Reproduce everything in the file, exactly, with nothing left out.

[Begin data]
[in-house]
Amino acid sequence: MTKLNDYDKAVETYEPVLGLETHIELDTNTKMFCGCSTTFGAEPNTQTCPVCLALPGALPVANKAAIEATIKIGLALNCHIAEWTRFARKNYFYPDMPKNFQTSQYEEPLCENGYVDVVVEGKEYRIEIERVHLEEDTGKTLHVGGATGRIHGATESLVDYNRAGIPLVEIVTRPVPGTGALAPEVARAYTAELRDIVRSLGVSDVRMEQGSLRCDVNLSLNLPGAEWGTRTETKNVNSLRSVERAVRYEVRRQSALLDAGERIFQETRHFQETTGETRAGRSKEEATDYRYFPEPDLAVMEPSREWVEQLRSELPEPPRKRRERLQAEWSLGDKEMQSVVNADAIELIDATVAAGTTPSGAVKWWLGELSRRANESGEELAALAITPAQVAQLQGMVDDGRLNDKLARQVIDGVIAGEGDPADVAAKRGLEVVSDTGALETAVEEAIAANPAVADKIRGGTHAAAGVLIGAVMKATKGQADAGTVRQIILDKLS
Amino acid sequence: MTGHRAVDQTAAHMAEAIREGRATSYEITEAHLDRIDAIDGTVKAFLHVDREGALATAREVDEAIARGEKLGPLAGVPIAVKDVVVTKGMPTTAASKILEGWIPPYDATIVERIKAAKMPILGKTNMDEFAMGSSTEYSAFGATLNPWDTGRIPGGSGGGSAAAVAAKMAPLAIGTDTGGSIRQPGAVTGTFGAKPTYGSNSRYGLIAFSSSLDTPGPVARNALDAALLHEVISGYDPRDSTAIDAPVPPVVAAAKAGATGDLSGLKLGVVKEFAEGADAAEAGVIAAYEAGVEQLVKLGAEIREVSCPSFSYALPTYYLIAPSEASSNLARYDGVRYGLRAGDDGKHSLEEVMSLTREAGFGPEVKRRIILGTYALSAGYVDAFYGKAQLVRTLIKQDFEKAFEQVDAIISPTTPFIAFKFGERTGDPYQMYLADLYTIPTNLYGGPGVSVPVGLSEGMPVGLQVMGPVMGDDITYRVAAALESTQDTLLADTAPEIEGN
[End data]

[in-house]
Amino acid sequence: MTKLNDYDKAVETYEPVLGLETHIELDTNTKMFCGCSTTFGAEPNTQTCPVCLALPGALPVANKAAIEATIKIGLALNCHIAEWTRFARKNYFYPDMPKNFQTSQYEEPLCENGYVDVVVEGKEYRIEIERVHLEEDTGKTLHVGGATGRIHGATESLVDYNRAGIPLVEIVTRPVPGTGALAPEVARAYTAELRDIVRSLGVSDVRMEQGSLRCDVNLSLNLPGAEWGTRTETKNVNSLRSVERAVRYEVRRQSALLDAGERIFQETRHFQETTGETRAGRSKEEATDYRYFPEPDLAVMEPSREWVEQLRSELPEPPRKRRERLQAEWSLGDKEMQSVVNADAIELIDATVAAGTTPSGAVKWWLGELSRRANESGEELAALAITPAQVAQLQGMVDDGRLNDKLARQVIDGVIAGEGDPADVAAKRGLEVVSDTGALETAVEEAIAANPAVADKIRGGTHAAAGVLIGAVMKATKGQADAGTVRQIILDKLS
Amino acid sequence: MTGHRAVDQTAAHMAEAIREGRATSYEITEAHLDRIDAIDGTVKAFLHVDREGALATAREVDEAIARGEKLGPLAGVPIAVKDVVVTKGMPTTAASKILEGWIPPYDATIVERIKAAKMPILGKTNMDEFAMGSSTEYSAFGATLNPWDTGRIPGGSGGGSAAAVAAKMAPLAIGTDTGGSIRQPGAVTGTFGAKPTYGSNSRYGLIAFSSSLDTPGPVARNALDAALLHEVISGYDPRDSTAIDAPVPPVVAAAKAGATGDLSGLKLGVVKEFAEGADAAEAGVIAAYEAGVEQLVKLGAEIREVSCPSFSYALPTYYLIAPSEASSNLARYDGVRYGLRAGDDGKHSLEEVMSLTREAGFGPEVKRRIILGTYALSAGYVDAFYGKAQLVRTLIKQDFEKAFEQVDAIISPTTPFIAFKFGERTGDPYQMYLADLYTIPTNLYGGPGVSVPVGLSEGMPVGLQVMGPVMGDDITYRVAAALESTQDTLLADTAPEIEGN